Day two gave way to day three...

and the rain kept coming

By evening, the weather had cleared...

Just in time for a candlelight vigil in support of the strikers -- an omen for clear days ahead and the gathering strength of the hunger strike.

Hunger strike -- Day 1:
See the video!


After three long days on the road, the hunger strikers' caravan made it to Irvine and Taco Bell headquarters -- impressive as always in its opulence, opulence made possible by poverty wages and cheap commodity prices...

A point that the hunger strikers quickly set about making to the people of Irvine who drove by the strikers' encampment.

Monday morning 100 fasters and supporters began one of the largest hunger strikes in US history, 24 hours a day, outside the global headquarters of Taco Bell, the fast-food giant.   

And the hunger strikers got some great news, by the way, to start the day, as students at Middle Tennessee State University officially removed Taco Bell from their campus, making it the 14th school to "Boot the Bell!"


First things first, though...as the hunger strikers got a thorough check-up from medical personnel in solidarity with the action...

Following the check-ups, the day really got started with a rousing educational session -- thanks to friends at United for a Fair Economy -- using tomatoes to represent wealth and examining how the concentration of wealth in the US has become the most lopsided of all western countries over the past two decades -- a result mirrored in the fields, where farmworker wages have lost nearly half their real value since 1980 while the fast food companies that benefit from their labor -- like Taco Bell -- have undergone an expansion unprecedented in US food industry history.

And so Day 1 began, and the protest continued well into the night at the encampment, despite a cold rain that fell throughout the afternoon.

While elsewhere in LA and the rest of the country, the first of more than a hundred solidarity actions began. From Florida to Washington State, communities are recognizing the hunger strikers' courage and commitment and joining the cause to make fast food fair food.

Support for the hunger strike has generated a good deal of press. Be sure to check out the links below to see the latest media reports on the strike.

Checkout the great VIDEO from Day 1 by clicking here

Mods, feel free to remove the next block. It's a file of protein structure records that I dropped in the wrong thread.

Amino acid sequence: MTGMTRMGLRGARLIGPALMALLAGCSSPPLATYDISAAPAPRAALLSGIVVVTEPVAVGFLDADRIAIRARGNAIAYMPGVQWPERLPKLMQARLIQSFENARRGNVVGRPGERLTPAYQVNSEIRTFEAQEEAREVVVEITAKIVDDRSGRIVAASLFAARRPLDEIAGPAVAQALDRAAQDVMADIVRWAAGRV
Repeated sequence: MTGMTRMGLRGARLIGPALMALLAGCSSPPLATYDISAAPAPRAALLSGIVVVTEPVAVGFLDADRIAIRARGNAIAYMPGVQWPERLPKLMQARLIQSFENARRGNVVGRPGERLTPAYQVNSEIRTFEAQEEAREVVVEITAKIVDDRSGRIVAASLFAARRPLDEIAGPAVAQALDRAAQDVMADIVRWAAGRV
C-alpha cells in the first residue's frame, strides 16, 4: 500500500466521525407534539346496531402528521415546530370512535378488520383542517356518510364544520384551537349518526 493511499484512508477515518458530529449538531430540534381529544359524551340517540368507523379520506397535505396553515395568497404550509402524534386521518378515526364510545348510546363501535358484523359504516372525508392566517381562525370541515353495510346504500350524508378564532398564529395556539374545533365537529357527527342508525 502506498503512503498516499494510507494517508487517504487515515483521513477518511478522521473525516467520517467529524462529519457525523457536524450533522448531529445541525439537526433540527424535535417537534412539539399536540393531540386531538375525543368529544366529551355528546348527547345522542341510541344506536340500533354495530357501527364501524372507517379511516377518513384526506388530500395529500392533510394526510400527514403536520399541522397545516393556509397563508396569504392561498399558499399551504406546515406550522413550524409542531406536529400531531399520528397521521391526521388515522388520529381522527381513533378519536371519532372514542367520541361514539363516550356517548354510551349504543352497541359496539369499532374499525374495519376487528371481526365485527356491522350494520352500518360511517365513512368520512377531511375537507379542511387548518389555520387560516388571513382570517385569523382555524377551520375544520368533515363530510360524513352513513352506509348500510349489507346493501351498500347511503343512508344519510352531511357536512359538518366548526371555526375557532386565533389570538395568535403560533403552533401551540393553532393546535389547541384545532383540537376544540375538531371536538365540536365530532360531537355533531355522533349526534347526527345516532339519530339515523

On the Road: 1,600 Miles and Counting...The Hunger Strike Caravan keeps rolling toward Taco Bell headquarters!

Friday, February 21 - Immokalee workers and their allies covered a lot of ground yesterday -- from Chatanooga, TN, to Oklahoma City, OK, to be exact -- on their way to Taco Bell corporate headquarters and the unprecedented hunger strike, set to begin on Feb. 24th. But while the caravan made its way across this vast country, the 75 workers and allies riding the caravan covered a little ground of their own...

Report: Yesterday's story isn't best told with pictures, but we did manage to capture a sense of what has become a remarkable, rolling human rights school in a few video shorts that you've got to see!

With discussions ranging from modern-day slavery to the struggle for Indigenous rights, it was an inspiring day of shared experience and analysis that lifted all the caravaners high above our everyday lives and filled us with a powerful sense of the urgency of our fight. Click on the links below to see the:

Leaving Immokalee

On Thursday, Feb. 20, 75 workers and allies left Immokalee for Irvine, CA, crossing the country on the way to an unprecedented hunger strike outside Taco Bell headquarters.

The hunger strikers are stepping up the Coalition of Immokalee Workers' boycott campaign, demanding that the fast-food giant use its influence to fundamentally improve the sweatshop conditions in the fields where its tomatoes are grown and picked.

The hunger strike begins on February 24th -- 3 days and counting!...

Click here to see the video from Day 1

And check out the Palm Beach Post article on the hunger strikers' departure

On Sunday, hunger strikers met for a day-long internal organizing workshop -- the last of several over the past months -- building a common vision of the purpose of the coming action and finalizing plans for the trip.

Wednesday night was the final meeting before the 5:00 am departure the next morning, and the CIW office overflowed with strikers, materials for the trip, and press covering the pending departure.

The gravity of the action was clear in the faces of the strikers and the intense discussions that distinguished the evening from so many other weekly meetings.

And finally, the day arrived for strikers to load their bags and provisions for the trip...

grab a seat on the bus...

and head up I-75 for the first leg of the three-day voyage across the country. First stop - a pancake breakfast with the Knights of Columbus...

followed by the highlight of the day, a visit with our very dear friend, Bishop John Nevins of the Diocese of Venice, who once again opened up his heart and blessed our group, wishing us a safe and successful journey, and assuring us that justice will ultimately prevail.

With a personal message for each of us...

and a final surprise -- donning the hunger strike t-shirt right there on the spot!...

Bishop Nevins made it clear for all to see that his heart lies truly with those struggling for economic and social justice.

And with that powerful dose of solidarity, we boarded the bus and continued on our way, stopping in Atlanta for dinner later in the day with our friends from Food Not Bombs and staying the night in Chatanooga, Tennessee.

Tomorrow: Memphis, Little Rock, and Oklahoma City

Click here for the video from Day 1